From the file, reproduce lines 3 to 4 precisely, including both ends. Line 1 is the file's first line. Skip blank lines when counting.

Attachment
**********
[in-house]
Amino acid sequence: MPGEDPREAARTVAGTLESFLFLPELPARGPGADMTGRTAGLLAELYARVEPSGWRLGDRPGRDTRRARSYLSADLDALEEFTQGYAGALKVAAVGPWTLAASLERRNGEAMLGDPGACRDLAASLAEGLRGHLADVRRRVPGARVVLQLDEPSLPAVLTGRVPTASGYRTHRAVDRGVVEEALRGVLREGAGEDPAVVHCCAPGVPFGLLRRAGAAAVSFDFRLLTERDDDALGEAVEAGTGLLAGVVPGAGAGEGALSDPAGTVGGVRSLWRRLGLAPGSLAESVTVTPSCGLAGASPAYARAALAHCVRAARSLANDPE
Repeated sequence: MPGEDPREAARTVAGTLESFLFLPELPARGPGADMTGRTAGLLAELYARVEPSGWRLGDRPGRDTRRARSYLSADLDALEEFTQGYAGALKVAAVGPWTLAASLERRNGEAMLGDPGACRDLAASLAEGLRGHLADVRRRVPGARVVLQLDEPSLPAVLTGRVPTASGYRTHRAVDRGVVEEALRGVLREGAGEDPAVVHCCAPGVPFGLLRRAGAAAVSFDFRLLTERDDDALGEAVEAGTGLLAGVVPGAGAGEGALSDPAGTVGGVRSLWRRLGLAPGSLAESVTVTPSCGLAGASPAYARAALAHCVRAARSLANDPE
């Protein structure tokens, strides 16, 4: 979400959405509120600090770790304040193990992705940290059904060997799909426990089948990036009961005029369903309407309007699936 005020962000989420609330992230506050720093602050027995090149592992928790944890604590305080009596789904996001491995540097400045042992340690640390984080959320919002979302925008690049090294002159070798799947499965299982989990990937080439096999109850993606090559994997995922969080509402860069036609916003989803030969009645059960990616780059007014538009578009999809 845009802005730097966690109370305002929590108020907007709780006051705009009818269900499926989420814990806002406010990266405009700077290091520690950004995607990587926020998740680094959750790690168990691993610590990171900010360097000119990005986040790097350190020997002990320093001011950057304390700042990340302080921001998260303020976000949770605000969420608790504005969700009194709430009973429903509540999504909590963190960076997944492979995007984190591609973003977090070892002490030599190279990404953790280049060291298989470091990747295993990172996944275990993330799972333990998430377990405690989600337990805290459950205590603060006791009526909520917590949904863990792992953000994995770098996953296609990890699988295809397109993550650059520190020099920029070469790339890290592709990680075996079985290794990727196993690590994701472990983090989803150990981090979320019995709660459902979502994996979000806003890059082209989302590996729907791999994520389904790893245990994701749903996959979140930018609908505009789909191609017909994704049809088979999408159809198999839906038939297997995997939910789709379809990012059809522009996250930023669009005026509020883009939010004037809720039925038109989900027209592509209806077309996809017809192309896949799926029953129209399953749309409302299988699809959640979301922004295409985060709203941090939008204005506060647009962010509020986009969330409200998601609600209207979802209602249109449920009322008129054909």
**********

Repeated sequence: MPGEDPREAARTVAGTLESFLFLPELPARGPGADMTGRTAGLLAELYARVEPSGWRLGDRPGRDTRRARSYLSADLDALEEFTQGYAGALKVAAVGPWTLAASLERRNGEAMLGDPGACRDLAASLAEGLRGHLADVRRRVPGARVVLQLDEPSLPAVLTGRVPTASGYRTHRAVDRGVVEEALRGVLREGAGEDPAVVHCCAPGVPFGLLRRAGAAAVSFDFRLLTERDDDALGEAVEAGTGLLAGVVPGAGAGEGALSDPAGTVGGVRSLWRRLGLAPGSLAESVTVTPSCGLAGASPAYARAALAHCVRAARSLANDPE
């Protein structure tokens, strides 16, 4: 979400959405509120600090770790304040193990992705940290059904060997799909426990089948990036009961005029369903309407309007699936 005020962000989420609330992230506050720093602050027995090149592992928790944890604590305080009596789904996001491995540097400045042992340690640390984080959320919002979302925008690049090294002159070798799947499965299982989990990937080439096999109850993606090559994997995922969080509402860069036609916003989803030969009645059960990616780059007014538009578009999809 845009802005730097966690109370305002929590108020907007709780006051705009009818269900499926989420814990806002406010990266405009700077290091520690950004995607990587926020998740680094959750790690168990691993610590990171900010360097000119990005986040790097350190020997002990320093001011950057304390700042990340302080921001998260303020976000949770605000969420608790504005969700009194709430009973429903509540999504909590963190960076997944492979995007984190591609973003977090070892002490030599190279990404953790280049060291298989470091990747295993990172996944275990993330799972333990998430377990405690989600337990805290459950205590603060006791009526909520917590949904863990792992953000994995770098996953296609990890699988295809397109993550650059520190020099920029070469790339890290592709990680075996079985290794990727196993690590994701472990983090989803150990981090979320019995709660459902979502994996979000806003890059082209989302590996729907791999994520389904790893245990994701749903996959979140930018609908505009789909191609017909994704049809088979999408159809198999839906038939297997995997939910789709379809990012059809522009996250930023669009005026509020883009939010004037809720039925038109989900027209592509209806077309996809017809192309896949799926029953129209399953749309409302299988699809959640979301922004295409985060709203941090939008204005506060647009962010509020986009969330409200998601609600209207979802209602249109449920009322008129054909």